The outsider, estranged from himself and society, cannot experience either himself or others as 'real'. He invents a false self and with it he confronts both the outside world and his own despair. The disintegration of his real self keeps pace with the growing unreality of his false self until, in the extremes of schizophrenic breakdown, the whole personality disintegrates.
|Publisher:||Penguin Publishing Group|
|Product dimensions:||5.00(w) x 7.10(h) x 0.51(d)|
|Age Range:||18 Years|
About the Author
R.D. Laing's writings range from books on social theory to verse, as well as numerous articles and reviews in scientific journals and the popular press. His publications are: The Divided Self, Self and Others, Interpersonal Perception (with H. Phillipson and A. Robin Lee), Reason and Violence (introduced by Jean-Paul Sartre), Sanity, Madness and the Family (with A. Esterson), The Politics of Experience and The Bird of Paradise, Knots, The Politics of the Family, The Facts of Life, Do You Love Me?, Conversations with Children, Sonnets, The Voice of Experience and Wisdom, Madness and Folly.
R.D. Laing died in 1989. Anthony Clare, writing in the Guardian, said of him: "His major achievement was that he dragged the isolated and neglected inner world of the severely psychotic individual out of the back ward of the large gloomy mental hospital and on to the front pages of influential newspapers, journals and literary magazines . . . Everyone in contemporary psychiatry owes something to R.D. Laing."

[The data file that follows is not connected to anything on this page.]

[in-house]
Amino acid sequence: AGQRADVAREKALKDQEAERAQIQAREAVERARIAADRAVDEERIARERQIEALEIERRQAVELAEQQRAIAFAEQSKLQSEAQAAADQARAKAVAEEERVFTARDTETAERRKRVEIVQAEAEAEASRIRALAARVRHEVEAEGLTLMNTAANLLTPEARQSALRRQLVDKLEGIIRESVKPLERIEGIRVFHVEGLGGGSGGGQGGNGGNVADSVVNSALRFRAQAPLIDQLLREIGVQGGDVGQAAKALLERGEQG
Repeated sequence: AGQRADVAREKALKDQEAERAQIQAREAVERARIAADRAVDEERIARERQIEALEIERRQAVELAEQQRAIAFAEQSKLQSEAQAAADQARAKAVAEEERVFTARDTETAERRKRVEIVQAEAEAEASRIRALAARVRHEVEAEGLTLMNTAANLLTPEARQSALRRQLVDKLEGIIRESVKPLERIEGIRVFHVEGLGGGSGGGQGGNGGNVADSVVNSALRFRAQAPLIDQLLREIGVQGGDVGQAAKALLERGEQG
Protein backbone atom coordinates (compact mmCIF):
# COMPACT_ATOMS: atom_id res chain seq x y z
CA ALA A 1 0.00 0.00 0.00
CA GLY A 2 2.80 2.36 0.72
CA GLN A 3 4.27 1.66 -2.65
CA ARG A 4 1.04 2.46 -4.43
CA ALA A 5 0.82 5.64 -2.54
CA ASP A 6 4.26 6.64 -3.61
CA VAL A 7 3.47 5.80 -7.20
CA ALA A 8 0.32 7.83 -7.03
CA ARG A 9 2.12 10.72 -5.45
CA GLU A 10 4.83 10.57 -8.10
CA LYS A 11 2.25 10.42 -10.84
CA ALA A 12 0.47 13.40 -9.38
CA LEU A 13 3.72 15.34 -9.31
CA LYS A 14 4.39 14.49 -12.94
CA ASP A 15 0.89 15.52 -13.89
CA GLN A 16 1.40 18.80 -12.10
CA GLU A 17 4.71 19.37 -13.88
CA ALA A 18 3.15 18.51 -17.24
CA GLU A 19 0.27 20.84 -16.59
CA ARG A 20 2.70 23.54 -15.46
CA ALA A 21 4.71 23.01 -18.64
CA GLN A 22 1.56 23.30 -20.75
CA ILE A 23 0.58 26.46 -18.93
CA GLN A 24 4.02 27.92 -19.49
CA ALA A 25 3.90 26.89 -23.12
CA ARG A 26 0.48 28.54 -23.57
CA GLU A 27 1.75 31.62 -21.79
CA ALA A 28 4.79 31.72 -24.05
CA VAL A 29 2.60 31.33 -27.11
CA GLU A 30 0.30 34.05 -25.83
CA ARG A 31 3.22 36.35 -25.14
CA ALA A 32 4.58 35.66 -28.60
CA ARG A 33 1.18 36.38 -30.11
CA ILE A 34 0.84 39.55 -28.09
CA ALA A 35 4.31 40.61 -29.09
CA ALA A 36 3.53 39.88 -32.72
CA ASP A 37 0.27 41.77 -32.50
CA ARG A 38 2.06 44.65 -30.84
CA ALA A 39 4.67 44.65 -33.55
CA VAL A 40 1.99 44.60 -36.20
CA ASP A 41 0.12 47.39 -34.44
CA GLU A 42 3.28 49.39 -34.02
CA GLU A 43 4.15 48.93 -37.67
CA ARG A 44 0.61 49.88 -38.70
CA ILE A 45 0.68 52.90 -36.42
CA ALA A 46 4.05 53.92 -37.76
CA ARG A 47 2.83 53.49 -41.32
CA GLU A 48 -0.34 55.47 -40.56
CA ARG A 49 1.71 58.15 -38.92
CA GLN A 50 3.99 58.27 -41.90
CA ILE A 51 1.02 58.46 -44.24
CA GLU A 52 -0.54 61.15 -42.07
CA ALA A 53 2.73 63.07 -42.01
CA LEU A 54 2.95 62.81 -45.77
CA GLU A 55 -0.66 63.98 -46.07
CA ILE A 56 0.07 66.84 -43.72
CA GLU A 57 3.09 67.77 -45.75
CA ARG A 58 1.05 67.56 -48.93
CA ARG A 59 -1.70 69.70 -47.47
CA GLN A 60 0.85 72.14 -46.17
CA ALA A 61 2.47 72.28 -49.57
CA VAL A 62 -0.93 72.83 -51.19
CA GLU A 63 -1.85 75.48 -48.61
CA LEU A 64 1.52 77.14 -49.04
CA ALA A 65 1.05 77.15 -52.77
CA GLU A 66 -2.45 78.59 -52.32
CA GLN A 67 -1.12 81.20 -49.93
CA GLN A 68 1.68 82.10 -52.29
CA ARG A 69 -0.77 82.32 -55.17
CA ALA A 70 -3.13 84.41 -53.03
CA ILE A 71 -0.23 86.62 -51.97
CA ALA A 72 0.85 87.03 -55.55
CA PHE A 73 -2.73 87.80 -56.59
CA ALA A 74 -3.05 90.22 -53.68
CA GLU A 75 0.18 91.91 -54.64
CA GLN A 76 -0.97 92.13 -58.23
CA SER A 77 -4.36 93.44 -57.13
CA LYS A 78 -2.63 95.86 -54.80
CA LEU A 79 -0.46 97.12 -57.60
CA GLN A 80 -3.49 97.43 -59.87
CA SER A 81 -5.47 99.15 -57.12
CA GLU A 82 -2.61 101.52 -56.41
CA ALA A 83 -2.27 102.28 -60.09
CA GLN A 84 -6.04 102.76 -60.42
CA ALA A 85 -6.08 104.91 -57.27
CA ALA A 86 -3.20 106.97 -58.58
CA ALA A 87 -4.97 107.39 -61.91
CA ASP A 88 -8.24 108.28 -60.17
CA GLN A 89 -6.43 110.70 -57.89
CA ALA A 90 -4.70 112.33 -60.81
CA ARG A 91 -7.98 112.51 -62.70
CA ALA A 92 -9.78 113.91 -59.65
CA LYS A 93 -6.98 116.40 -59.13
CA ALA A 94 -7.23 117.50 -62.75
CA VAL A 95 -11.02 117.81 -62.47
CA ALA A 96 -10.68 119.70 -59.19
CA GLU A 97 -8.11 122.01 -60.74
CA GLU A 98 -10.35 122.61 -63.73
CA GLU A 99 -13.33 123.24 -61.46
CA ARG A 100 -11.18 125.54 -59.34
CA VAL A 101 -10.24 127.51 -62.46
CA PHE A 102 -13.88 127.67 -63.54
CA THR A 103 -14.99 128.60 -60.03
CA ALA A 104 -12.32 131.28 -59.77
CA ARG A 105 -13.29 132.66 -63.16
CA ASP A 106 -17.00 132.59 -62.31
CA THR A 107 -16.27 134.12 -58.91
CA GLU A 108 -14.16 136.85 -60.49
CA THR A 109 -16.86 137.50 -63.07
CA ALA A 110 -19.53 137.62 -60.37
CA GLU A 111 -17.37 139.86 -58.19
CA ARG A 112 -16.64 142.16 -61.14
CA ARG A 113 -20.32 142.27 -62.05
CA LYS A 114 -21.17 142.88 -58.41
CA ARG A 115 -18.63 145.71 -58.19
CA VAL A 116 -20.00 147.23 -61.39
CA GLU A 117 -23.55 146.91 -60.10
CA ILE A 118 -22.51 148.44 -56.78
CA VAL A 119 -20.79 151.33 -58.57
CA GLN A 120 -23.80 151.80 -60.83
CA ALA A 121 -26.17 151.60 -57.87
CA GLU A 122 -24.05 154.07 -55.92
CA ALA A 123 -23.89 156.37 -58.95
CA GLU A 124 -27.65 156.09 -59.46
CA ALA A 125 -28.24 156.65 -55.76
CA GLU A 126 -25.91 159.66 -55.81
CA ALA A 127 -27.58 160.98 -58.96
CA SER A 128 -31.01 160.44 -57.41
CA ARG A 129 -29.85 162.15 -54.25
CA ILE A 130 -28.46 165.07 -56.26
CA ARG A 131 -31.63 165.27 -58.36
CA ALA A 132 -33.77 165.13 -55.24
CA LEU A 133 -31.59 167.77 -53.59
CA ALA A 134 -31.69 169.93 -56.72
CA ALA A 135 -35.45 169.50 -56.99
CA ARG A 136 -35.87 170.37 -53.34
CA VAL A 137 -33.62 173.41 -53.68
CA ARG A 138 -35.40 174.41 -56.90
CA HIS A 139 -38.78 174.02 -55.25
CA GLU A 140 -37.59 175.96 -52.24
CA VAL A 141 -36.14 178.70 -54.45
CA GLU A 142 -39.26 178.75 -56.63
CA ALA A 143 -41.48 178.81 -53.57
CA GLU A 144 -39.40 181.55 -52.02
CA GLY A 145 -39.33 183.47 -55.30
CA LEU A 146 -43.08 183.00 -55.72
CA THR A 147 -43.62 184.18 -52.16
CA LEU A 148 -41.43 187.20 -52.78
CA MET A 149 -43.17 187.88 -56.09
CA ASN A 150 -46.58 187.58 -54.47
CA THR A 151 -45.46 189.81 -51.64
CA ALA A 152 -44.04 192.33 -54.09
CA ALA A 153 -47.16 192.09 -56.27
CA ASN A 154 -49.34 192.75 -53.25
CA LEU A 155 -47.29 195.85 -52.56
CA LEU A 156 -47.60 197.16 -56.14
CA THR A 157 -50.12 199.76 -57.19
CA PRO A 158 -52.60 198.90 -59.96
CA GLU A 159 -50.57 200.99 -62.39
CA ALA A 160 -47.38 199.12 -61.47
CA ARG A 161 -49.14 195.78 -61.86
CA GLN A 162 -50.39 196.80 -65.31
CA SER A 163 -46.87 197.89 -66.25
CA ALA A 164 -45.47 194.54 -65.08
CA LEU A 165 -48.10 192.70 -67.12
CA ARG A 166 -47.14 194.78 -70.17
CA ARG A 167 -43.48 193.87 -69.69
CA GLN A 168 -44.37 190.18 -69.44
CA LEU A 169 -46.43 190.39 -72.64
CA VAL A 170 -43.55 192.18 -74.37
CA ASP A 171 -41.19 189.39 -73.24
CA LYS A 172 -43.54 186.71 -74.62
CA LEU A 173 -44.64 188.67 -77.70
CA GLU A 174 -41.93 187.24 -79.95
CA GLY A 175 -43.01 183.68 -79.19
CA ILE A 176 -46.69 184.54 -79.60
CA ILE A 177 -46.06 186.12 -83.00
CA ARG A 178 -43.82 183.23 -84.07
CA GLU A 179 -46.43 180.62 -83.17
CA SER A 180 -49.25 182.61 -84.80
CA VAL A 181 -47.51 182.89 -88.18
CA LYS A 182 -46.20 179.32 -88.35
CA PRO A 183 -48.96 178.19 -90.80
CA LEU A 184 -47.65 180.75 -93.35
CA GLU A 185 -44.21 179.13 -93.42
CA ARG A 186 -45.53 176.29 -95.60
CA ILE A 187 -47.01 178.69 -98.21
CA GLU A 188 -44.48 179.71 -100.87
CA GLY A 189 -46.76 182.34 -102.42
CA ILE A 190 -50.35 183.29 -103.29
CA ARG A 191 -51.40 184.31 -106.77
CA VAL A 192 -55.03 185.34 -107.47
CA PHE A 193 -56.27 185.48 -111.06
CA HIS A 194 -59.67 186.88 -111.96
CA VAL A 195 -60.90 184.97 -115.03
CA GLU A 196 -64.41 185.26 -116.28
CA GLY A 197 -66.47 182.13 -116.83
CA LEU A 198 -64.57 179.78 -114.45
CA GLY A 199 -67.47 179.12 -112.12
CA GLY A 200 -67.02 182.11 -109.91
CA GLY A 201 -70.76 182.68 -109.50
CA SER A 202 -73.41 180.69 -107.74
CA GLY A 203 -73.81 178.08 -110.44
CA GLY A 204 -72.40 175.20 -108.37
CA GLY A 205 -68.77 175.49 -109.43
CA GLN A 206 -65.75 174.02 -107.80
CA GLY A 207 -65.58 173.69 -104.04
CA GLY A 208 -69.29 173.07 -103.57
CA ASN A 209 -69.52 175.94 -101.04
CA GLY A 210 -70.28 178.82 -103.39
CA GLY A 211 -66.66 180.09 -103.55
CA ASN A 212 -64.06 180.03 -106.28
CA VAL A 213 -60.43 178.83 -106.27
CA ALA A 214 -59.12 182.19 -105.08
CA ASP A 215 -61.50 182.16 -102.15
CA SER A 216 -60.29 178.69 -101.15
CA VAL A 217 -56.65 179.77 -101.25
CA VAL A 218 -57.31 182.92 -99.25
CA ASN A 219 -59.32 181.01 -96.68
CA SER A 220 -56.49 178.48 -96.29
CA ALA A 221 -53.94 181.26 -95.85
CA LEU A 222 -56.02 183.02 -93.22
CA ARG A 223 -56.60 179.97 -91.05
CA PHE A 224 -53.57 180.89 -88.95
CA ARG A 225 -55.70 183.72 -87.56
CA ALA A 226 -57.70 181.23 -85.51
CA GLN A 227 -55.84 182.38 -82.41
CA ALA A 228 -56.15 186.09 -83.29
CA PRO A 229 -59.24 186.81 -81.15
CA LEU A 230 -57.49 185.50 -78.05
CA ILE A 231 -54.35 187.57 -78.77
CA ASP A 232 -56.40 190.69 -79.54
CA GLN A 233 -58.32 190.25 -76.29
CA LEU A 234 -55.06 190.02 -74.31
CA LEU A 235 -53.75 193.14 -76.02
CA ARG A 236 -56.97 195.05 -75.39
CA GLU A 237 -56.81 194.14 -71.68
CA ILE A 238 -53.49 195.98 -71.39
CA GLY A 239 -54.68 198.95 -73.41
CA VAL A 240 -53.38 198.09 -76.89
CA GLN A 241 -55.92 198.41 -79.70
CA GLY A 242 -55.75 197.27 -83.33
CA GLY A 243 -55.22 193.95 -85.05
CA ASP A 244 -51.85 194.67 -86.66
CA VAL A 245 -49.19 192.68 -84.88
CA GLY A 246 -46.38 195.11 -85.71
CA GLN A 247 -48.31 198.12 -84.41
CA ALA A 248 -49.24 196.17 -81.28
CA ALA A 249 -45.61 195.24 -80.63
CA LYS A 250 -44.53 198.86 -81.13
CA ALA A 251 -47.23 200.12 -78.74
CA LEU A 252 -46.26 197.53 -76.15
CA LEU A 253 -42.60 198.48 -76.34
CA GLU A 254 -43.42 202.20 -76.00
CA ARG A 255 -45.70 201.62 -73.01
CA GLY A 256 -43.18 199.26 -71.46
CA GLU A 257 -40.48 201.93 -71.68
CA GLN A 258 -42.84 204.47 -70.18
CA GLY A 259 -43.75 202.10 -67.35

Table of ContentsThe Divided SelfPreface to the Original Edition
Preface to the Pelican Edition
1. The existential-phenomenological foundations for a science of persons
2. The existential-phenomenological foundations for the understanding of psychosis
3. Ontological insecurity
4. The embodied and unembodied self
5. The inner self in the schizoid condition
6. The false-self system
8. The case of Peter
9. Psychotic developments
10. The self and the false self in a schizophrenic
11. The ghost of the weed garden: a study of a chronic schizophrenic
What People are Saying About This
"Dr. Laing is saying something very important indeed. . . . This is a truly humanist approach."
Philip toynbee in the Observer
"It is a study that makes all other works I have read on schizophrenia seem fragmentary. . . . The author brings, through his vision and perception, that particular touch of genius which causes one to say Yes, I have always known that, why have I never thought of it before?'"
Journal of Analytical Psychology
Most Helpful Customer Reviews
The title THE DIVIDED SELF in psychiatric jargon refers to a split personality which has always confused it with multiple personality disorders. But here the self is divided from what the so-called patient perceives as reality. It would be a philosophical problem then except the 'patient' is simply poorly educated and doesn't even know their problem is philosophical instead of some sort of objectified 'disease' which it is not. You can find the same basic approach to experience in Plato, Aristotle, Heidegger, and Sartre. It is Sartre that Laing gets his inspiration from, and he quotes Sartre at the top of chapter 8 to the effect that Sartre no longer believes in psychology at all, but instead resports to biography. This largely explains Laing's approach since, once you have a history of the person, it becomes a matter of explaning the full implications of their conflicts rather than curing a dirty 'diease.'